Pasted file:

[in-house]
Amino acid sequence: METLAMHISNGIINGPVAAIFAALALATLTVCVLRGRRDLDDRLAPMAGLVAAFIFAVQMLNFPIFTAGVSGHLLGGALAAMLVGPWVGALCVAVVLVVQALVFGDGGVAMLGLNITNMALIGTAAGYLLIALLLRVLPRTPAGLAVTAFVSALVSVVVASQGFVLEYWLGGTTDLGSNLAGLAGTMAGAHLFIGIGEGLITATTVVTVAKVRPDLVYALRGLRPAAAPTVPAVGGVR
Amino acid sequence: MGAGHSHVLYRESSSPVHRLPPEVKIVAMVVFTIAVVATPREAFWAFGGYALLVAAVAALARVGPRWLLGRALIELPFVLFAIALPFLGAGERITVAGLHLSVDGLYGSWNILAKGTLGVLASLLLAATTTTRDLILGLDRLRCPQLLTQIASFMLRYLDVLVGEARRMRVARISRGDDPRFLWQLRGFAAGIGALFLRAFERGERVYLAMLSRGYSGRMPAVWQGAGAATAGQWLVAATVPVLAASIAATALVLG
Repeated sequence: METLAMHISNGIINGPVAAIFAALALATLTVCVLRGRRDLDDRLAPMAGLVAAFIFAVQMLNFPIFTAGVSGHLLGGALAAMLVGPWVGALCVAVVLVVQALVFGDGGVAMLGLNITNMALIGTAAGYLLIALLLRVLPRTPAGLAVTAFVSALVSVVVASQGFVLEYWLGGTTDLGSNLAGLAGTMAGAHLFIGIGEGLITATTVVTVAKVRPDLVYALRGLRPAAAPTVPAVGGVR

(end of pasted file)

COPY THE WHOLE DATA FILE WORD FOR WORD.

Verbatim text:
[in-house]
Amino acid sequence: METLAMHISNGIINGPVAAIFAALALATLTVCVLRGRRDLDDRLAPMAGLVAAFIFAVQMLNFPIFTAGVSGHLLGGALAAMLVGPWVGALCVAVVLVVQALVFGDGGVAMLGLNITNMALIGTAAGYLLIALLLRVLPRTPAGLAVTAFVSALVSVVVASQGFVLEYWLGGTTDLGSNLAGLAGTMAGAHLFIGIGEGLITATTVVTVAKVRPDLVYALRGLRPAAAPTVPAVGGVR
Amino acid sequence: MGAGHSHVLYRESSSPVHRLPPEVKIVAMVVFTIAVVATPREAFWAFGGYALLVAAVAALARVGPRWLLGRALIELPFVLFAIALPFLGAGERITVAGLHLSVDGLYGSWNILAKGTLGVLASLLLAATTTTRDLILGLDRLRCPQLLTQIASFMLRYLDVLVGEARRMRVARISRGDDPRFLWQLRGFAAGIGALFLRAFERGERVYLAMLSRGYSGRMPAVWQGAGAATAGQWLVAATVPVLAASIAATALVLG
Repeated sequence: METLAMHISNGIINGPVAAIFAALALATLTVCVLRGRRDLDDRLAPMAGLVAAFIFAVQMLNFPIFTAGVSGHLLGGALAAMLVGPWVGALCVAVVLVVQALVFGDGGVAMLGLNITNMALIGTAAGYLLIALLLRVLPRTPAGLAVTAFVSALVSVVVASQGFVLEYWLGGTTDLGSNLAGLAGTMAGAHLFIGIGEGLITATTVVTVAKVRPDLVYALRGLRPAAAPTVPAVGGVR